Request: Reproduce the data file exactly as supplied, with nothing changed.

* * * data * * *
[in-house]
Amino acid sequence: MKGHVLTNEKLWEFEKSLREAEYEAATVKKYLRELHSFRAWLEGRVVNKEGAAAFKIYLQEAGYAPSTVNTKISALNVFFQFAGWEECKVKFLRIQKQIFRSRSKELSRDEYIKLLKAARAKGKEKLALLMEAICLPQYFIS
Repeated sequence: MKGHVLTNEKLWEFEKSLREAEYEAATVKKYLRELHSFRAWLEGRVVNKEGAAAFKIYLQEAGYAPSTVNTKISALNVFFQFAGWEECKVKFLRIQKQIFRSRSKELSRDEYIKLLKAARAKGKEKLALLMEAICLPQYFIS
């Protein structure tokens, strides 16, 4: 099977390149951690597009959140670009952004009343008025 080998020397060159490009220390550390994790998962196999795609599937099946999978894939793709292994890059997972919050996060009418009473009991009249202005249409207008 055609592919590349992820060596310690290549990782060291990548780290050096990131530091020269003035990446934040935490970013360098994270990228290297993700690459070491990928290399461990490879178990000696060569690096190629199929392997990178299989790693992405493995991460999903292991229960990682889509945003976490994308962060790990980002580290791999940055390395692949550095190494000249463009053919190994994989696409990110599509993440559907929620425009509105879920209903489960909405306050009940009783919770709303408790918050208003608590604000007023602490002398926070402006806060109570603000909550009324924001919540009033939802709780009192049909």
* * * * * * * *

[in-house]
Amino acid sequence: MKGHVLTNEKLWEFEKSLREAEYEAATVKKYLRELHSFRAWLEGRVVNKEGAAAFKIYLQEAGYAPSTVNTKISALNVFFQFAGWEECKVKFLRIQKQIFRSRSKELSRDEYIKLLKAARAKGKEKLALLMEAICLPQYFIS
Repeated sequence: MKGHVLTNEKLWEFEKSLREAEYEAATVKKYLRELHSFRAWLEGRVVNKEGAAAFKIYLQEAGYAPSTVNTKISALNVFFQFAGWEECKVKFLRIQKQIFRSRSKELSRDEYIKLLKAARAKGKEKLALLMEAICLPQYFIS
């Protein structure tokens, strides 16, 4: 099977390149951690597009959140670009952004009343008025 080998020397060159490009220390550390994790998962196999795609599937099946999978894939793709292994890059997972919050996060009418009473009991009249202005249409207008 055609592919590349992820060596310690290549990782060291990548780290050096990131530091020269003035990446934040935490970013360098994270990228290297993700690459070491990928290399461990490879178990000696060569690096190629199929392997990178299989790693992405493995991460999903292991229960990682889509945003976490994308962060790990980002580290791999940055390395692949550095190494000249463009053919190994994989696409990110599509993440559907929620425009509105879920209903489960909405306050009940009783919770709303408790918050208003608590604000007023602490002398926070402006806060109570603000909550009324924001919540009033939802709780009192049909």